Makhijani mostly works in a painterly tradition—hectic brushstrokes and jagged lines fill her art with a nervous energy. She manages to convey an intrinsic edginess without relying too heavily on impasto—the layering of colours—or outré iconography.
The Asia Pacific Triennial of Contemporary Art is the Gallery's flagship international contemporary art event, and the only major exhibition series in the world to focus exclusively on the contemporary art of Asia, the Pacific and Australia. APT7 continued the series' forward-thinking approach to questions of geography, history and culture and how these questions are explored through the work of contemporary artists.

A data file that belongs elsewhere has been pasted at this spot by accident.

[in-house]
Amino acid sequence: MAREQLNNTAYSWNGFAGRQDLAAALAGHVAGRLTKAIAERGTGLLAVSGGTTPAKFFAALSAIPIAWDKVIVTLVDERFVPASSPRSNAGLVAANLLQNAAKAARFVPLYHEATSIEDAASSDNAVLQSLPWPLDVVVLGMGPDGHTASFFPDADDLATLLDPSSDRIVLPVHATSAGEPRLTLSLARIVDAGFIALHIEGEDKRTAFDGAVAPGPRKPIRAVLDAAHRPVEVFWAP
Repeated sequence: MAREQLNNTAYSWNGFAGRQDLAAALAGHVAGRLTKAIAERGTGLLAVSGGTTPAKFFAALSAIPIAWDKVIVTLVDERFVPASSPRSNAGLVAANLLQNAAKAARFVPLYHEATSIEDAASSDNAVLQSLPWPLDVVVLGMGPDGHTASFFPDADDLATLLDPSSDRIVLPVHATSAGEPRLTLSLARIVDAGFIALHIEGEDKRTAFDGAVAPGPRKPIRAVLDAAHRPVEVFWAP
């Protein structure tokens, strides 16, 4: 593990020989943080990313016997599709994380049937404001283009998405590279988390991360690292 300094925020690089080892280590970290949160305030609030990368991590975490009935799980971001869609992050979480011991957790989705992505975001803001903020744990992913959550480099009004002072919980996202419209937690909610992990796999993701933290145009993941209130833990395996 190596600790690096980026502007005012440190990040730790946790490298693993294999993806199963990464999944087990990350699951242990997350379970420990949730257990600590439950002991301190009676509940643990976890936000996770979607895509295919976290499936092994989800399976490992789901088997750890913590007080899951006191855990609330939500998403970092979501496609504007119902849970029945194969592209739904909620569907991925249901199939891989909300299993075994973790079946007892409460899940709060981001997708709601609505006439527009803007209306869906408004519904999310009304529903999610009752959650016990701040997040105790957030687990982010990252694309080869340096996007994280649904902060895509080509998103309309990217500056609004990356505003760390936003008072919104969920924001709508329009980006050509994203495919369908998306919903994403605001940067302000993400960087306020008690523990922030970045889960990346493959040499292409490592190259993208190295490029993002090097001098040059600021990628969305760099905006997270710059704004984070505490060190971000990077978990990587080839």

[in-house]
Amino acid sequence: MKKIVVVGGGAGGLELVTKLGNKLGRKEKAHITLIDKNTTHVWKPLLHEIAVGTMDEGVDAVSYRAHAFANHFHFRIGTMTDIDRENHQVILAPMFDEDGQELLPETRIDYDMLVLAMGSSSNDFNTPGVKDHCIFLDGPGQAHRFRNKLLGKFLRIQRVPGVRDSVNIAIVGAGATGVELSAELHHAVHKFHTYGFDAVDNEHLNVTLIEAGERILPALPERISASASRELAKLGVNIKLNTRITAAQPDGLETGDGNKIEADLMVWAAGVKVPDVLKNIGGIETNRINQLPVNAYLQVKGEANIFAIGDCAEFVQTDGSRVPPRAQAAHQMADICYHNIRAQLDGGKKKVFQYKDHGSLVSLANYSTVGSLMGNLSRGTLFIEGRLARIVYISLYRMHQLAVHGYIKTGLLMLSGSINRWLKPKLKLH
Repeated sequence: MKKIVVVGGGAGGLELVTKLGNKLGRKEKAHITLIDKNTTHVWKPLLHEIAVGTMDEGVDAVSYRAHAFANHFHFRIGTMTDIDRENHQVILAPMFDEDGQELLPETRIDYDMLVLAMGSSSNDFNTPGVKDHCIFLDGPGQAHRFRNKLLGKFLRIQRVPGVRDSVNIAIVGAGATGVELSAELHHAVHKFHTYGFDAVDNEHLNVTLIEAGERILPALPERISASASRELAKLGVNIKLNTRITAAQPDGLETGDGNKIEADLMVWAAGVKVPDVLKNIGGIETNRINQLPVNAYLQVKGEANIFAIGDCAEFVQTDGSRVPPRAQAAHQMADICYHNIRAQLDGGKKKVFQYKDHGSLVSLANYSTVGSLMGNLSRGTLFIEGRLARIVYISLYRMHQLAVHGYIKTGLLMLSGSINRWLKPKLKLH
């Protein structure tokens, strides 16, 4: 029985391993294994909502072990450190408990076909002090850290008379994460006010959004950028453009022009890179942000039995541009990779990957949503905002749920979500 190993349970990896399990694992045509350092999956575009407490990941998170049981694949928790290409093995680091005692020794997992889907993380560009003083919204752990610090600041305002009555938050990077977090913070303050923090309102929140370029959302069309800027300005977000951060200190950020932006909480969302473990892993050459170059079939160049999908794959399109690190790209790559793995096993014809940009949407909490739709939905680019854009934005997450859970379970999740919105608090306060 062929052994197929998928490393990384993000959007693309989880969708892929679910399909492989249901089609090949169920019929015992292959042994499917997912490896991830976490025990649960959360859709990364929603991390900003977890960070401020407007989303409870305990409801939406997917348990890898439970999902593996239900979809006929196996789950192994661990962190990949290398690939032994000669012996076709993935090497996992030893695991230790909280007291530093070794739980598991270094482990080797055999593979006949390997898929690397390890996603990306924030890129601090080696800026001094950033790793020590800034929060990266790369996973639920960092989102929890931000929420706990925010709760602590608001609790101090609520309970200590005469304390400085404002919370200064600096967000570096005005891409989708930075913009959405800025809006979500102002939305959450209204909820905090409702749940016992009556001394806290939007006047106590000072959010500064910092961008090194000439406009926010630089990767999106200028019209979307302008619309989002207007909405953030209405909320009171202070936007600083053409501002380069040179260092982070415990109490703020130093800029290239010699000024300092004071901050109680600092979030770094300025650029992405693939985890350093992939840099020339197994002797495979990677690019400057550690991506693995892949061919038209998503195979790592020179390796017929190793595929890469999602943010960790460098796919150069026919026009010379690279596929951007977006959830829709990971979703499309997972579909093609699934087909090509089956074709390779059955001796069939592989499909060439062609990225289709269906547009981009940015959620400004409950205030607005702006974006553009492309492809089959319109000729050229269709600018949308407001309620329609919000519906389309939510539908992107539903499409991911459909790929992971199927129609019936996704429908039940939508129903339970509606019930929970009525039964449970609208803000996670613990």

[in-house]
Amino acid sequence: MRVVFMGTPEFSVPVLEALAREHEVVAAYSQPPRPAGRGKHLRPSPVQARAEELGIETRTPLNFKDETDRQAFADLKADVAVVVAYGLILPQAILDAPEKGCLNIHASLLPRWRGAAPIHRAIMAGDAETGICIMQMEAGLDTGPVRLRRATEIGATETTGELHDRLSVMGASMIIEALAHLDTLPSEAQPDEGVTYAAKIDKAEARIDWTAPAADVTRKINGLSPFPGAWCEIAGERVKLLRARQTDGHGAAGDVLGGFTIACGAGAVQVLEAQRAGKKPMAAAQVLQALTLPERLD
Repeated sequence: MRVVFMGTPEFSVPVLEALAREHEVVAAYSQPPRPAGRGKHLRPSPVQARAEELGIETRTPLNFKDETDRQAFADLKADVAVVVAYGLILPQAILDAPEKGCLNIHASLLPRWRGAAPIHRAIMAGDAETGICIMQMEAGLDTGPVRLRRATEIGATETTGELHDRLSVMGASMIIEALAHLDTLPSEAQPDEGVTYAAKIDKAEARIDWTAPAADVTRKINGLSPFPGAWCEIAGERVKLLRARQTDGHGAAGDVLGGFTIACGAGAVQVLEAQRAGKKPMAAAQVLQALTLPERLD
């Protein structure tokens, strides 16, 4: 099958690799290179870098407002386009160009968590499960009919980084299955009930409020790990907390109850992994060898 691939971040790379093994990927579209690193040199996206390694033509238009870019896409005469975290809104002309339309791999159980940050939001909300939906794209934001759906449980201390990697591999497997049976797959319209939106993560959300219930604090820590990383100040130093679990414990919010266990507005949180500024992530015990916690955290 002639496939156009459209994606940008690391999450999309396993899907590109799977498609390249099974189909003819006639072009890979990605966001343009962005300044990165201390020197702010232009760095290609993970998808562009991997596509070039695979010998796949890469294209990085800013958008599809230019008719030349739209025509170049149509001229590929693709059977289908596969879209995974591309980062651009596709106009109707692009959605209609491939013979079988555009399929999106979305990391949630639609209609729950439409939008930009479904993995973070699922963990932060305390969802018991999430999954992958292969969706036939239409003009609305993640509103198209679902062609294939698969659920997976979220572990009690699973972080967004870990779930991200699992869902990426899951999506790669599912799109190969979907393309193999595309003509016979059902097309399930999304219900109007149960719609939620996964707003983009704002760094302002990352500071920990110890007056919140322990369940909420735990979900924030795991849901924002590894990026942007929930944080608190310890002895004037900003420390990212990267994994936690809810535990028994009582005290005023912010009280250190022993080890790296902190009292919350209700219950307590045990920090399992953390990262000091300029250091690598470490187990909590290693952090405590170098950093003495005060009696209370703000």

APT7 also marked the twentieth anniversary of the APT, presenting an opportunity to reflect on the unprecedented transformations that occurred in Australia, Asia and the Pacific over recent decades. Key themes included transforming landscapes, varied engagements with the city, and the adaptability of local cultures in today's globalised world.
Occupying the entire Gallery of Modern Art and key spaces at the Queensland Art Gallery, APT7 featured new and recent works by 75 senior and emerging artists and groups from 27 countries across the region. Major groups of works by younger-generation artists from Indonesia and Vietnam reflected the exciting scenes emerging in those countries. The diversity and depth of Australian Aboriginal art was expressed in the work of five artists, representing some of the most dynamic aspects of Australian art.